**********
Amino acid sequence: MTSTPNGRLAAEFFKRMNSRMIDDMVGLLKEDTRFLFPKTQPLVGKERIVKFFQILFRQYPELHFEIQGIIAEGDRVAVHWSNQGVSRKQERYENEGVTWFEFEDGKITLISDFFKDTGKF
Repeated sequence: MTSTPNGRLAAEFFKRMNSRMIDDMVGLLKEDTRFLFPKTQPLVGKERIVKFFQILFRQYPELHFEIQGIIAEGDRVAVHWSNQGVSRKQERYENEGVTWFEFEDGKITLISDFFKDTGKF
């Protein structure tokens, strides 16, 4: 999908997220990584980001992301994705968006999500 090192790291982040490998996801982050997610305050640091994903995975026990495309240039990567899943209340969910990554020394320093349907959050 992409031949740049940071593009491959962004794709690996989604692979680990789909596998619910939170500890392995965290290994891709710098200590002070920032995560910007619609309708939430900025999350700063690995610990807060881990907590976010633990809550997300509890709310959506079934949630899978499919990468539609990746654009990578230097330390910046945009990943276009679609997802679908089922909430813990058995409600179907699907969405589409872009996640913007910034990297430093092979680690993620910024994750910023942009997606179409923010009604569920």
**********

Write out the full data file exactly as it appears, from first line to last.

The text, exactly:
Amino acid sequence: MTSTPNGRLAAEFFKRMNSRMIDDMVGLLKEDTRFLFPKTQPLVGKERIVKFFQILFRQYPELHFEIQGIIAEGDRVAVHWSNQGVSRKQERYENEGVTWFEFEDGKITLISDFFKDTGKF
Repeated sequence: MTSTPNGRLAAEFFKRMNSRMIDDMVGLLKEDTRFLFPKTQPLVGKERIVKFFQILFRQYPELHFEIQGIIAEGDRVAVHWSNQGVSRKQERYENEGVTWFEFEDGKITLISDFFKDTGKF
């Protein structure tokens, strides 16, 4: 999908997220990584980001992301994705968006999500 090192790291982040490998996801982050997610305050640091994903995975026990495309240039990567899943209340969910990554020394320093349907959050 992409031949740049940071593009491959962004794709690996989604692979680990789909596998619910939170500890392995965290290994891709710098200590002070920032995560910007619609309708939430900025999350700063690995610990807060881990907590976010633990809550997300509890709310959506079934949630899978499919990468539609990746654009990578230097330390910046945009990943276009679609997802679908089922909430813990058995409600179907699907969405589409872009996640913007910034990297430093092979680690993620910024994750910023942009997606179409923010009604569920």